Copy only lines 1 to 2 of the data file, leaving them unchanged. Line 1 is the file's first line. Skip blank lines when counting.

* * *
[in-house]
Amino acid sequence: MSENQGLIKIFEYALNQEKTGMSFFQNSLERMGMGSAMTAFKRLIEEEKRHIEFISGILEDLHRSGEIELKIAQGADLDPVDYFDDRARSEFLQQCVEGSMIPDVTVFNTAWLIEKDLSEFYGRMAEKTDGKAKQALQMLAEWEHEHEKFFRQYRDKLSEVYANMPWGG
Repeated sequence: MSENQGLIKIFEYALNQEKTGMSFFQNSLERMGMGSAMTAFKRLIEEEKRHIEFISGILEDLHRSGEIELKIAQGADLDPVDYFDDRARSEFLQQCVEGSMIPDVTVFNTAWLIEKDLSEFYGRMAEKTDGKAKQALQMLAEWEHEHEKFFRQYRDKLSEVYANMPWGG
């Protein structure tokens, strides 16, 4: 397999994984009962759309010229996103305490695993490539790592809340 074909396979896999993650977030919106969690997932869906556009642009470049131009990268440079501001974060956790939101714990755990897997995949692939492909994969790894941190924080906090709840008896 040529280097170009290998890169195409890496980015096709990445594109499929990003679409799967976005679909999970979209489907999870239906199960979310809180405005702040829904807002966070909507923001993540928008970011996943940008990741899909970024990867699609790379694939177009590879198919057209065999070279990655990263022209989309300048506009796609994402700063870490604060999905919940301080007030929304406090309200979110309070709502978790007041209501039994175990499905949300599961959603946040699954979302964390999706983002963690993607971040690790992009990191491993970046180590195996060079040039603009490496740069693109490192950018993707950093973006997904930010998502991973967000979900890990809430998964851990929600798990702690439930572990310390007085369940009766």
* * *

[in-house]
Amino acid sequence: MSENQGLIKIFEYALNQEKTGMSFFQNSLERMGMGSAMTAFKRLIEEEKRHIEFISGILEDLHRSGEIELKIAQGADLDPVDYFDDRARSEFLQQCVEGSMIPDVTVFNTAWLIEKDLSEFYGRMAEKTDGKAKQALQMLAEWEHEHEKFFRQYRDKLSEVYANMPWGG